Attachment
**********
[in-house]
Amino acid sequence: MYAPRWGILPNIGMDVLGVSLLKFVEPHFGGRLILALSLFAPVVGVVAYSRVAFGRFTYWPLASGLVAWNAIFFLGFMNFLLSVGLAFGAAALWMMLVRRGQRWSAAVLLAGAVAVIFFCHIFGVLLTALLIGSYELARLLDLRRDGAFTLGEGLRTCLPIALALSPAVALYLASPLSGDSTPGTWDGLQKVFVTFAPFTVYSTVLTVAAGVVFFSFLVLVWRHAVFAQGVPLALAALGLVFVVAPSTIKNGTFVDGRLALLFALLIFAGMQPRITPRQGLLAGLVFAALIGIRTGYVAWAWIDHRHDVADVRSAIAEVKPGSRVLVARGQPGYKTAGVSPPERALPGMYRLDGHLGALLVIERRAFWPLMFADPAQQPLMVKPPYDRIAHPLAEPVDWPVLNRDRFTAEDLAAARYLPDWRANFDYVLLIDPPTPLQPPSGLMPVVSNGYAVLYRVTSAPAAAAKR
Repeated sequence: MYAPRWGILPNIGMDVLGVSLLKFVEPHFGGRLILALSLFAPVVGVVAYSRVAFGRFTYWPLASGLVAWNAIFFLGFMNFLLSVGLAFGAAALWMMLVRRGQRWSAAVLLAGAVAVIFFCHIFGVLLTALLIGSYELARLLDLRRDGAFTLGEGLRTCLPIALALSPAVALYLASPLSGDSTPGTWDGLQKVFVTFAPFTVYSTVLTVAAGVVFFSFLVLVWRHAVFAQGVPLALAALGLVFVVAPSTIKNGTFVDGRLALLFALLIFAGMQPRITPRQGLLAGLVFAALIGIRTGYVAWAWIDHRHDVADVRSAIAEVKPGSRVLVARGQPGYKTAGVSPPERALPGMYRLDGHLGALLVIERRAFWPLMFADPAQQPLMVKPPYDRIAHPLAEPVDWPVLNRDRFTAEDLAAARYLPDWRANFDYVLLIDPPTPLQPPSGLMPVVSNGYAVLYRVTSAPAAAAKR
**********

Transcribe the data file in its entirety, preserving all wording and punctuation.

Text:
[in-house]
Amino acid sequence: MYAPRWGILPNIGMDVLGVSLLKFVEPHFGGRLILALSLFAPVVGVVAYSRVAFGRFTYWPLASGLVAWNAIFFLGFMNFLLSVGLAFGAAALWMMLVRRGQRWSAAVLLAGAVAVIFFCHIFGVLLTALLIGSYELARLLDLRRDGAFTLGEGLRTCLPIALALSPAVALYLASPLSGDSTPGTWDGLQKVFVTFAPFTVYSTVLTVAAGVVFFSFLVLVWRHAVFAQGVPLALAALGLVFVVAPSTIKNGTFVDGRLALLFALLIFAGMQPRITPRQGLLAGLVFAALIGIRTGYVAWAWIDHRHDVADVRSAIAEVKPGSRVLVARGQPGYKTAGVSPPERALPGMYRLDGHLGALLVIERRAFWPLMFADPAQQPLMVKPPYDRIAHPLAEPVDWPVLNRDRFTAEDLAAARYLPDWRANFDYVLLIDPPTPLQPPSGLMPVVSNGYAVLYRVTSAPAAAAKR
Repeated sequence: MYAPRWGILPNIGMDVLGVSLLKFVEPHFGGRLILALSLFAPVVGVVAYSRVAFGRFTYWPLASGLVAWNAIFFLGFMNFLLSVGLAFGAAALWMMLVRRGQRWSAAVLLAGAVAVIFFCHIFGVLLTALLIGSYELARLLDLRRDGAFTLGEGLRTCLPIALALSPAVALYLASPLSGDSTPGTWDGLQKVFVTFAPFTVYSTVLTVAAGVVFFSFLVLVWRHAVFAQGVPLALAALGLVFVVAPSTIKNGTFVDGRLALLFALLIFAGMQPRITPRQGLLAGLVFAALIGIRTGYVAWAWIDHRHDVADVRSAIAEVKPGSRVLVARGQPGYKTAGVSPPERALPGMYRLDGHLGALLVIERRAFWPLMFADPAQQPLMVKPPYDRIAHPLAEPVDWPVLNRDRFTAEDLAAARYLPDWRANFDYVLLIDPPTPLQPPSGLMPVVSNGYAVLYRVTSAPAAAAKR